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Lawsuit against Caruso dropped; Miramar Hotel closer than ever to development

By   /   Tuesday, April 7th, 2009  /   Comments Off on Lawsuit against Caruso dropped; Miramar Hotel closer than ever to development

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After a two-year-long obstacle course, Montecito’s Miramar Hotel project cleared a serious hurdle April 7 when a Montecito couple dropped its lawsuit against developer Rick Caruso and his firm, Caruso Affiliated, allowing Caruso to move forward with construction plans.

Montecito residents Jean and Stan Harfenist, alongside Caruso, announced that they had reached an agreement in which the Harfenists withdrew an environmental California Environmental Quality Act, or CEQA, lawsuit they had filed against Caruso. Reached by phone, neither party would comment further about the announcement.

The Harfenists and several of their neighbors who live near the proposed Miramar Hotel also withdrew an appeal of the project they had filed with the Coastal Commission. The settlement includes an agreement calling for the parties to work together to improve the drainage problems at Oak Creek, according to the announcement.

“I am pleased that we have put this chapter behind us, and we can proceed with real planning for the hotel,” Caruso said in a statement. “From day one we have worked with the community to ensure that this is a good project for everyone, and our agreement today helps achieve that. I want to thank the Harfenists and the Miramar neighbors for working closely with us over the past several months to find a solution.”

The Citizens Planning Association also announced their withdrawal of a separate Coastal Commission appeal.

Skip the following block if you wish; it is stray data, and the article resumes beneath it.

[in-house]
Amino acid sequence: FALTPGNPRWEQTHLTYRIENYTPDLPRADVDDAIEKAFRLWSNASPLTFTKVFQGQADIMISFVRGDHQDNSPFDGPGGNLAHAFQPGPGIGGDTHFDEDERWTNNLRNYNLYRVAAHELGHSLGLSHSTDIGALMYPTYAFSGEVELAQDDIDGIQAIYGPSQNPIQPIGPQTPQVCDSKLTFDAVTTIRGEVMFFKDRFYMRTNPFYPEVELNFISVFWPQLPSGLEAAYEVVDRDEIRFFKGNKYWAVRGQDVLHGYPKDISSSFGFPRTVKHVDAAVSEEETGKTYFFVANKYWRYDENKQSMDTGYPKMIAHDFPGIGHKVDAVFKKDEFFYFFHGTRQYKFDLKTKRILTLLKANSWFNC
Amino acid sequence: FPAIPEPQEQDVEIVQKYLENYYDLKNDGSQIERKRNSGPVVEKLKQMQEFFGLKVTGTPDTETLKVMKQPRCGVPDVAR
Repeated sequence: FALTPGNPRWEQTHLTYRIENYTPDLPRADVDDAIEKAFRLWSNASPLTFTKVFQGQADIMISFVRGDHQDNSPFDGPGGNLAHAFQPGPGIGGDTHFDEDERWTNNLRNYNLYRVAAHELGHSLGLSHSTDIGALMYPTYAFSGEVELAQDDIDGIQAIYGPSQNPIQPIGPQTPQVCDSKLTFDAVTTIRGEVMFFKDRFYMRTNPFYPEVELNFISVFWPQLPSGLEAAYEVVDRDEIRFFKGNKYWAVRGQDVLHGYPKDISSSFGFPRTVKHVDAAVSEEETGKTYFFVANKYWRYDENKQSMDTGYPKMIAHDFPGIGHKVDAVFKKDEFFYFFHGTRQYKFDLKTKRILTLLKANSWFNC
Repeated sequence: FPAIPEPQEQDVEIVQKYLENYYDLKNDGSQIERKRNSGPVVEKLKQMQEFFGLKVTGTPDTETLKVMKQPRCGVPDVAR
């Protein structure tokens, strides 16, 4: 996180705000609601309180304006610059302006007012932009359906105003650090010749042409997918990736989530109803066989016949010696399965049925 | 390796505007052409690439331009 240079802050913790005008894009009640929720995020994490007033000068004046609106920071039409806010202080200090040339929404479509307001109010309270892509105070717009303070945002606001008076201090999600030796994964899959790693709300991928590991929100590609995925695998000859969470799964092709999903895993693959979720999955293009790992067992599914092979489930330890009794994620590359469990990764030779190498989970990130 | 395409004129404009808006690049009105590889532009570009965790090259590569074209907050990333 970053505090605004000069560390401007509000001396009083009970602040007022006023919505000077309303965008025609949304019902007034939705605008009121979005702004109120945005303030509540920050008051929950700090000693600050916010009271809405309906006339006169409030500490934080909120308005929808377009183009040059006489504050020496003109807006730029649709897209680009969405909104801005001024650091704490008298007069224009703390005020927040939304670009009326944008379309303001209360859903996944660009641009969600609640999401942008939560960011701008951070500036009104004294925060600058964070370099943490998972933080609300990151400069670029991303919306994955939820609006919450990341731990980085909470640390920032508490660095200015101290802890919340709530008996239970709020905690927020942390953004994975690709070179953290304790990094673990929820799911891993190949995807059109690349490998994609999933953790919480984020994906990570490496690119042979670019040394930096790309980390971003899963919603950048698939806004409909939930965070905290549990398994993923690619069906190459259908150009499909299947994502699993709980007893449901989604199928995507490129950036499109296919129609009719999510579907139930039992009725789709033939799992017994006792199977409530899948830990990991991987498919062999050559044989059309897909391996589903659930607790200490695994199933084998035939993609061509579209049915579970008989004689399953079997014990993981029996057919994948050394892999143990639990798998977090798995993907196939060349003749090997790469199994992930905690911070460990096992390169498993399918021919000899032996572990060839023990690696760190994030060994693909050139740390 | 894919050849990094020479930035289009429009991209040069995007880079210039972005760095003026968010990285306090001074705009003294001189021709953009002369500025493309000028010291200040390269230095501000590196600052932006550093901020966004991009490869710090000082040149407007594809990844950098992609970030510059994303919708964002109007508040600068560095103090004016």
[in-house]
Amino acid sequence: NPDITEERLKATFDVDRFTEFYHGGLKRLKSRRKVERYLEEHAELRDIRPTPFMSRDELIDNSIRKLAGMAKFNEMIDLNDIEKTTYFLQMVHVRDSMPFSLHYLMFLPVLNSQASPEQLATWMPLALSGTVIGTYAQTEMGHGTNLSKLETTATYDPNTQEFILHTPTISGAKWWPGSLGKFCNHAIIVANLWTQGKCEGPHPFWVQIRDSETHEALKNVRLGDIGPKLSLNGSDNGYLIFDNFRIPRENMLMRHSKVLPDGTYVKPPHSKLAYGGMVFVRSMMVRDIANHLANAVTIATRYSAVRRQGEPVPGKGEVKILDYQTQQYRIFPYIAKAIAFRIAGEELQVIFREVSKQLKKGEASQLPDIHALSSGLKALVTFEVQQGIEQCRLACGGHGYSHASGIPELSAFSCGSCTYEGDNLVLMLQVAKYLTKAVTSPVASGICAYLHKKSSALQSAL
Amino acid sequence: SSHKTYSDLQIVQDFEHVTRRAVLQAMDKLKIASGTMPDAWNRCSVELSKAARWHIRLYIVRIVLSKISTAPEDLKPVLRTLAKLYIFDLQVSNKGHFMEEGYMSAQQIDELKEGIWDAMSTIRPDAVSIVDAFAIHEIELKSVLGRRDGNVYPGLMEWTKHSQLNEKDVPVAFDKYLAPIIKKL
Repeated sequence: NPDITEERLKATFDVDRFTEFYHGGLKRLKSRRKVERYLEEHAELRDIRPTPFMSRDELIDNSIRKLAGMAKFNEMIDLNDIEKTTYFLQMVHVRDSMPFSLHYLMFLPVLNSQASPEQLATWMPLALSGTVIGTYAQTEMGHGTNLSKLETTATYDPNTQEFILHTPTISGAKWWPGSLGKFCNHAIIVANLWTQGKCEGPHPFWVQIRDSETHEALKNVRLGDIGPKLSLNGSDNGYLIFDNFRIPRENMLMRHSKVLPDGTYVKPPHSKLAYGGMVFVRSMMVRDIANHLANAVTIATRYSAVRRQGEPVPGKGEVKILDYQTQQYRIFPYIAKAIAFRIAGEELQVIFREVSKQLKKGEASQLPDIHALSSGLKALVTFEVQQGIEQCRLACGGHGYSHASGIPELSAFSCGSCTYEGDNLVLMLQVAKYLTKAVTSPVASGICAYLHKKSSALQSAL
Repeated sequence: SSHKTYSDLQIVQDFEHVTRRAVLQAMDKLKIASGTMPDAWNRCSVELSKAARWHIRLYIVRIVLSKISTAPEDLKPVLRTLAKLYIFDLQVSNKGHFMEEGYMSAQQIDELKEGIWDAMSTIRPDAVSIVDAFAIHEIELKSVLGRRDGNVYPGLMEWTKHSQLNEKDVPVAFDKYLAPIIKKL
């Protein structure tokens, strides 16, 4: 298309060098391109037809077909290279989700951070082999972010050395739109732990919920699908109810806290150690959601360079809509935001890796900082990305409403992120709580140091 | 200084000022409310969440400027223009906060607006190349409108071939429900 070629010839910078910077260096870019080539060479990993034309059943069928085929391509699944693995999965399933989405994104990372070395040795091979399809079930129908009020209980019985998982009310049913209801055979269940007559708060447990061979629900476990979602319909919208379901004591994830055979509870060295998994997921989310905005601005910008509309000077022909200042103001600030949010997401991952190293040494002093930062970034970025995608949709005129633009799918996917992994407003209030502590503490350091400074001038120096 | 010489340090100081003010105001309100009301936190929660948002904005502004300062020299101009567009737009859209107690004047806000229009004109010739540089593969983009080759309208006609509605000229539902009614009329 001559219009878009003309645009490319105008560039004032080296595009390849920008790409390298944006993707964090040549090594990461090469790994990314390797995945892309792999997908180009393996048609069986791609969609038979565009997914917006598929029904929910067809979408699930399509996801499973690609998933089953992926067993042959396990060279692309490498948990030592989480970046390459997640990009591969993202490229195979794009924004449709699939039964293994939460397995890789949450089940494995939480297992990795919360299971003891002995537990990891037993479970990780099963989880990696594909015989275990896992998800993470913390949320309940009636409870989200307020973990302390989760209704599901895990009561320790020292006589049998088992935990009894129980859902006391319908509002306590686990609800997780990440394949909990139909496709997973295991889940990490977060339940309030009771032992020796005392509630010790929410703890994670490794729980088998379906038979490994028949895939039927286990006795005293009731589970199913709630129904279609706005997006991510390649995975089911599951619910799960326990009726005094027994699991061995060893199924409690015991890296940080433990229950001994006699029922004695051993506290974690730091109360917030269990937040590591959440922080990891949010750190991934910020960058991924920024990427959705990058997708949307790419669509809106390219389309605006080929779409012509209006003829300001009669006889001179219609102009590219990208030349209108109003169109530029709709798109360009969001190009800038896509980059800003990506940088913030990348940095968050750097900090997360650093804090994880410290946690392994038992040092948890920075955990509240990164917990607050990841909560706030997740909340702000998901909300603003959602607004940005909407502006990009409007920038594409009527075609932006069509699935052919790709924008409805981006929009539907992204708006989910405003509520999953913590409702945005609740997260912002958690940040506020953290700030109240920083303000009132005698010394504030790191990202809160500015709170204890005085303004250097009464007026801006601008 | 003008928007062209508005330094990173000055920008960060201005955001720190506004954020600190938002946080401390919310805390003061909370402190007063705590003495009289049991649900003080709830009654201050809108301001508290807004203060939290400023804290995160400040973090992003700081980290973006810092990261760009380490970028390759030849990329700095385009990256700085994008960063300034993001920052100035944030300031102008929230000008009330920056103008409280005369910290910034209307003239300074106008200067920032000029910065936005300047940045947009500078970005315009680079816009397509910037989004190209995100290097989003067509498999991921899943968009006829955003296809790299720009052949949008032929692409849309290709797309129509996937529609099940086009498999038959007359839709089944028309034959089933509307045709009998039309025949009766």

The Miramar Hotel has stood vacant since September of 2000. Caruso’s team bought the property two years ago to create a luxurious resort on the 16-acre site. But Caruso became tangled in legal proceedings last summer when the Montecito Planning Commission couldn’t form a consensus.

In October, the planning commission voted to approve the project. Two months later, the Santa Barbara County Board of Supervisors shot down two appeals challenging the decision.

The Harfenists also issued a statement about the April 7 agreement, saying they are “pleased that we have been able to reach a solution between the neighbors and Mr. Caruso. Throughout this process we have been supportive of a new hotel at this site, but we had concerns that we felt needed to be addressed. This agreement accomplishes that goal. It is a win-win for the entire community, particularly for our Oak Creek neighbors and for Hedgerow-area residents.”

In a December 2008 interview with the Business Times, Caruso said that barring any further hindrance by lawsuits, his firm hoped to start construction on the Miramar Hotel this fall and may open by fall 2011.

Caruso Affiliated’s final design of the property includes a 192-room luxury hotel with three restaurants, a spa, beach club, ballroom facilities and a beachfront boardwalk along Miramar Beach.


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